Students conduct an archeological dig at McCree Cemetery. (Photo by Tim Sullivan)

Students conduct an archeological dig at McCree Cemetery. (Photo by Tim Sullivan)

The story of two Richland College professors and their students uncovering a lost Lake Highlands neighborhood known as Little Egypt, where black families lived sans running water, sewage systems or paved roads even as contemporary middle-class subdivisions sprouted around them, ran in the Advocate’s print magazine several months ago.

Read that here.

Richland College anthropology professor Tim Sullivan, and history professor Clive Sielge pose for a portrait at the Shoreview Road and Thurgood Lane intersection in Lake Highlands. The pair collaborated in teaching their respective courses surrounding Little Egypt, a post-Civil War community that existed on the boundaries of where they sit. (Photo by Rasy Ran)

Richland College professors Tim Sullivan and Clive Siegle at the Shoreview-Thurgood intersection in Lake Highlands, formerly the border of the Little Egypt community, which they are studying. (Photo by Rasy Ran)

Now a new crop of Richland students are expanding on last semester’s accumulated knowledge, says anthropology professor Tim Sullivan, who’s working alongside colleague Clive Siegle, a history professor. (The project is a collaboration between Richland’s History 1302 and Anthropology 2346.)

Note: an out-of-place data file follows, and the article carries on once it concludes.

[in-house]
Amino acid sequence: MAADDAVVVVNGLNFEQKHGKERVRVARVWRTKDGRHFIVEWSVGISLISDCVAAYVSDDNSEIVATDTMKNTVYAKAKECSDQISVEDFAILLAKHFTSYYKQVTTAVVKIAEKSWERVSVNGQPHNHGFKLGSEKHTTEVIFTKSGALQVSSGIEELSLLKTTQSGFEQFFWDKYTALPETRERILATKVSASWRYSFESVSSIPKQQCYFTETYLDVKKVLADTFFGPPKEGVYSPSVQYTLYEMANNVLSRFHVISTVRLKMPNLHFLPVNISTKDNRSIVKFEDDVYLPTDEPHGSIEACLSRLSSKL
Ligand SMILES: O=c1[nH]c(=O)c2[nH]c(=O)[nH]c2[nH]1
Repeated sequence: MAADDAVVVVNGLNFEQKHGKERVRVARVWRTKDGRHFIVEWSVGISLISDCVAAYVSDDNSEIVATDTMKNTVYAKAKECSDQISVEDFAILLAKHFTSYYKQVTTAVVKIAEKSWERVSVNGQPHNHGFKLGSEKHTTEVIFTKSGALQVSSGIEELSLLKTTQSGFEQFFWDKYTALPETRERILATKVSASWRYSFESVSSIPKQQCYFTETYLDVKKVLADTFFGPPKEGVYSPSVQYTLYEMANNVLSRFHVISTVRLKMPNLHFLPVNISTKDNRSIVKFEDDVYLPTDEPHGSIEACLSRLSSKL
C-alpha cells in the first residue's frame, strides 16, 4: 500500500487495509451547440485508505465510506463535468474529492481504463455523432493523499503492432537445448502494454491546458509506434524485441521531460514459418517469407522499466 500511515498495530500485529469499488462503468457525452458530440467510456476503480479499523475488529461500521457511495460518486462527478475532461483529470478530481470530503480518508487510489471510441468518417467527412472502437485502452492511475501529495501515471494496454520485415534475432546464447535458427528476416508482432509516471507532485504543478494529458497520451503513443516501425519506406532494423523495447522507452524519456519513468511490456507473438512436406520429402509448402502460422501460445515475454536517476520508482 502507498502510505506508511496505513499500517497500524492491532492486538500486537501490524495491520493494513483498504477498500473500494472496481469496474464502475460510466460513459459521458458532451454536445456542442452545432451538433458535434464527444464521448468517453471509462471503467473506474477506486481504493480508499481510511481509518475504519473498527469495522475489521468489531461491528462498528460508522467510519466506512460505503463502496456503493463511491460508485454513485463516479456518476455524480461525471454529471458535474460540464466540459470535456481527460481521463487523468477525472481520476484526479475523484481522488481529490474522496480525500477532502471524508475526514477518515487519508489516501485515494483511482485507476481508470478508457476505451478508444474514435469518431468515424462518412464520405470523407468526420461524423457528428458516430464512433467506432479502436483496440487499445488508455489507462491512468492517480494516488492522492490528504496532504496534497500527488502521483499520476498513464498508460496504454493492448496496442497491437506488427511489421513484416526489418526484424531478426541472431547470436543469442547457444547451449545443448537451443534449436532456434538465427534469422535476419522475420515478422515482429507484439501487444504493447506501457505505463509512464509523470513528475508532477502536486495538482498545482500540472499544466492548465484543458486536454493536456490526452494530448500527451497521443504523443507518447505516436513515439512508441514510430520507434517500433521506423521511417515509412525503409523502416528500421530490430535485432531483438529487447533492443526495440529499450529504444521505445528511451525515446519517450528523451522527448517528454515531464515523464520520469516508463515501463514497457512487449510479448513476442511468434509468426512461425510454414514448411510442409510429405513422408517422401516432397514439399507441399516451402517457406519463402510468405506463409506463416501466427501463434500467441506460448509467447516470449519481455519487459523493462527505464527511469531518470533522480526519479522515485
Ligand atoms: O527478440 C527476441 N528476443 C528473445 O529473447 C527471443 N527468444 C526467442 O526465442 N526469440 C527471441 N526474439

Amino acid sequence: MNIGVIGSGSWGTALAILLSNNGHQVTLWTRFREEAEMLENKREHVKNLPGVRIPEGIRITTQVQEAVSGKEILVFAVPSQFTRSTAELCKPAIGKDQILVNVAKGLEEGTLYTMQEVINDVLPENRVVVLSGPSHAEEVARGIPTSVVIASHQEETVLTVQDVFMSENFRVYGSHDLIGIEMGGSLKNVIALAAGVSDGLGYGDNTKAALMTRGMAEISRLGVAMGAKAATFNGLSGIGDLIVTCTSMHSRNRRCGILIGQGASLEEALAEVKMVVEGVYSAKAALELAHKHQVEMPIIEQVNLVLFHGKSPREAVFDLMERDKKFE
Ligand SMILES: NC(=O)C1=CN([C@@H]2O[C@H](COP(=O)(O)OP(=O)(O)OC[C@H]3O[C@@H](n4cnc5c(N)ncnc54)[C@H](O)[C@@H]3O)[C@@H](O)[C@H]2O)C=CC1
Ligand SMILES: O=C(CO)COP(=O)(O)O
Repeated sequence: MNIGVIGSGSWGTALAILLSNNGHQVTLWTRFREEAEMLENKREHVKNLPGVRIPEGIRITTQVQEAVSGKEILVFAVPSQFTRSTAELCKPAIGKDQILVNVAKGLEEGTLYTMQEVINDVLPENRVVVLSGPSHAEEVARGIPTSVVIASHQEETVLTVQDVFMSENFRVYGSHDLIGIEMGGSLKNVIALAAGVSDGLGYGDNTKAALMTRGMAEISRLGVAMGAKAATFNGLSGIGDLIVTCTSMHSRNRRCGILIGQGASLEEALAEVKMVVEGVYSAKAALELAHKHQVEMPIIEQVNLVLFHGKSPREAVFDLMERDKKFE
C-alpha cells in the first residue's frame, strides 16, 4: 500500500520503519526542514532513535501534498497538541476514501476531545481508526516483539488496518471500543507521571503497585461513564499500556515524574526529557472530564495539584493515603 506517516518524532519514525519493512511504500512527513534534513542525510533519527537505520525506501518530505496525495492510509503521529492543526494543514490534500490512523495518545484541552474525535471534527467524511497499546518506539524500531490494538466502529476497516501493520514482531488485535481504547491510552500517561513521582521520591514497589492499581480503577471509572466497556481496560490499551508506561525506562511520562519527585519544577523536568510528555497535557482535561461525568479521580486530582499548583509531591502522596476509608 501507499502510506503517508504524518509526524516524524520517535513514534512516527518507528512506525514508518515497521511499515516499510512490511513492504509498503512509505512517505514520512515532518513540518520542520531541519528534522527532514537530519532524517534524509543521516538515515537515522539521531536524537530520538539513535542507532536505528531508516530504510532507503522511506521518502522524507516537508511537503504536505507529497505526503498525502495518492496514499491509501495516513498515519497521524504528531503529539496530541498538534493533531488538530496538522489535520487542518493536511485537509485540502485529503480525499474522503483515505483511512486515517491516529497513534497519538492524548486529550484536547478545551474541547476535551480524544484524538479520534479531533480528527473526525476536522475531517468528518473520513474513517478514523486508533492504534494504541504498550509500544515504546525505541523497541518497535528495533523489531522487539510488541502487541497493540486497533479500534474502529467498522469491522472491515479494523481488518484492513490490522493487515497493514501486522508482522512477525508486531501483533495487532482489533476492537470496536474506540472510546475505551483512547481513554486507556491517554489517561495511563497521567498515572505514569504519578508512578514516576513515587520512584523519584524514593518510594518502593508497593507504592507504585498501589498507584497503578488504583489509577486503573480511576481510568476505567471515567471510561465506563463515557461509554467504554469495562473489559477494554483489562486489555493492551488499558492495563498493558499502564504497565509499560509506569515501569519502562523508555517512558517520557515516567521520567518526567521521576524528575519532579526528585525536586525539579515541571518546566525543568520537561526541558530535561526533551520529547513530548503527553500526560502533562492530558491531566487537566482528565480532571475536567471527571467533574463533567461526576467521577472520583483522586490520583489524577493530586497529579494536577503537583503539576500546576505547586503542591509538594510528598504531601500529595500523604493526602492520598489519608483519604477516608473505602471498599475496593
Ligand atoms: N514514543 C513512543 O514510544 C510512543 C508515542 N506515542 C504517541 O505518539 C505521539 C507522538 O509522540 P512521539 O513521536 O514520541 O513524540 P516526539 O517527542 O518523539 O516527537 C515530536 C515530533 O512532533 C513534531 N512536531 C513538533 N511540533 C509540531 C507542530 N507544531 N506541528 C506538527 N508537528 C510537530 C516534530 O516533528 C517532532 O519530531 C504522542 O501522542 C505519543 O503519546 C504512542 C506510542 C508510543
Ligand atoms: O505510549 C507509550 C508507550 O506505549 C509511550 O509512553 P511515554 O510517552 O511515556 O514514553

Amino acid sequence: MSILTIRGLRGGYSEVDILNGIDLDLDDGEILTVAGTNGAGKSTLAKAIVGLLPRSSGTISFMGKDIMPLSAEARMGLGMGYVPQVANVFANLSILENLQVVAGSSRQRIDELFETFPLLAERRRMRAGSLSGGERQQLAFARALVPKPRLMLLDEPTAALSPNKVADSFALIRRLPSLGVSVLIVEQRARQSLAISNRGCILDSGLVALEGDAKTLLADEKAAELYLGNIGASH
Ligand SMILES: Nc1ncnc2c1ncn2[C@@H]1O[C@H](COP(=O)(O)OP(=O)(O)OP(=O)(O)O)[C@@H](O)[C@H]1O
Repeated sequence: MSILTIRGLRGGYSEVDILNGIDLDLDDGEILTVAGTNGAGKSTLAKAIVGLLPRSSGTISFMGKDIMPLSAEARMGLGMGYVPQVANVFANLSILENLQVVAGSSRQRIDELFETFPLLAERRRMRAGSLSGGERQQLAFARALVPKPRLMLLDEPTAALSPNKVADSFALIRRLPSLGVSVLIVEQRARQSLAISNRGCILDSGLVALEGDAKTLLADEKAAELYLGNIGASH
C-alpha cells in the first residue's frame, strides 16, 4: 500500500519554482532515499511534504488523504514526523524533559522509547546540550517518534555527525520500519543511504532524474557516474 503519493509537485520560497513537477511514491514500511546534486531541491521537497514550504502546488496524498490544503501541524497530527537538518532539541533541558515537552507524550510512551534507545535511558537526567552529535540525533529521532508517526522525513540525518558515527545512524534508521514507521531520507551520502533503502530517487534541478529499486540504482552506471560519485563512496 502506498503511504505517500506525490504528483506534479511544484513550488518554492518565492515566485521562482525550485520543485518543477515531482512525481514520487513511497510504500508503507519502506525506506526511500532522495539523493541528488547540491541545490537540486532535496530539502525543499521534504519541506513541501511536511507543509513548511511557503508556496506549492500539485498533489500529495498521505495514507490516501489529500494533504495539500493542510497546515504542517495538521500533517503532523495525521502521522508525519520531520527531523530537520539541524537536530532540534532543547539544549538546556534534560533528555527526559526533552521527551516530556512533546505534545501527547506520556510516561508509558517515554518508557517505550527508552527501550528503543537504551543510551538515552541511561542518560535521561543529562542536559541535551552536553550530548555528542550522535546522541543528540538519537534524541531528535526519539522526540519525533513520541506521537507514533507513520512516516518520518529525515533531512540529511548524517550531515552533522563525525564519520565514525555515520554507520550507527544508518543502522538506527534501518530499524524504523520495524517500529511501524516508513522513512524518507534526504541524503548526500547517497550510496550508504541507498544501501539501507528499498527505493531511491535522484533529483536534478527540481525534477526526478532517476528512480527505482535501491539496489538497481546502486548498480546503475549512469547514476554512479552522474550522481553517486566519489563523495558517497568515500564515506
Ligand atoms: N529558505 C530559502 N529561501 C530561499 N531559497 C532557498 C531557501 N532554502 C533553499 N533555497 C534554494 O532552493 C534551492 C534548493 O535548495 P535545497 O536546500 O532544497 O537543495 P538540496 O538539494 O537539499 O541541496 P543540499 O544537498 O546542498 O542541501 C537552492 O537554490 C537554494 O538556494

“We have now carried out three sets of interviews with folks who lived in, or in the immediate vicinity of [Little Egypt],” Sullivan tells us.

Students work at the McCree Cemetery in Lake Highlands. (Photo by Tim Sullivan)

Students work at the McCree Cemetery in Lake Highlands. (Photo by Tim Sullivan)

And they have expanded studies to include McCree Cemetery, wherein lies the remains of some Little Egypt residents past.

“This semester, as part of the Anthropology class, we are carrying out some genealogical research and including archaeology as part of our work as we investigate McCree Cemetery. While the cemetery is not located within the Little Egypt community, there were some direct links. For instance we know the original founder, ‘Father’ Jeff Hill and one of his sons, another Jeff Hill, a veteran of WWI, are both buried in the African American section of the cemetery.”

Their primary focus for now is rediscovering remains of a church that was located next to McCree Cemetery.

“When the congregation moved away, the church was vandalized and burned down around 1945,” the professor explains. “We are currently surface collecting, but we might end up doing small scale excavations later on.”

The professors promise to keep us apprised of finds and developments.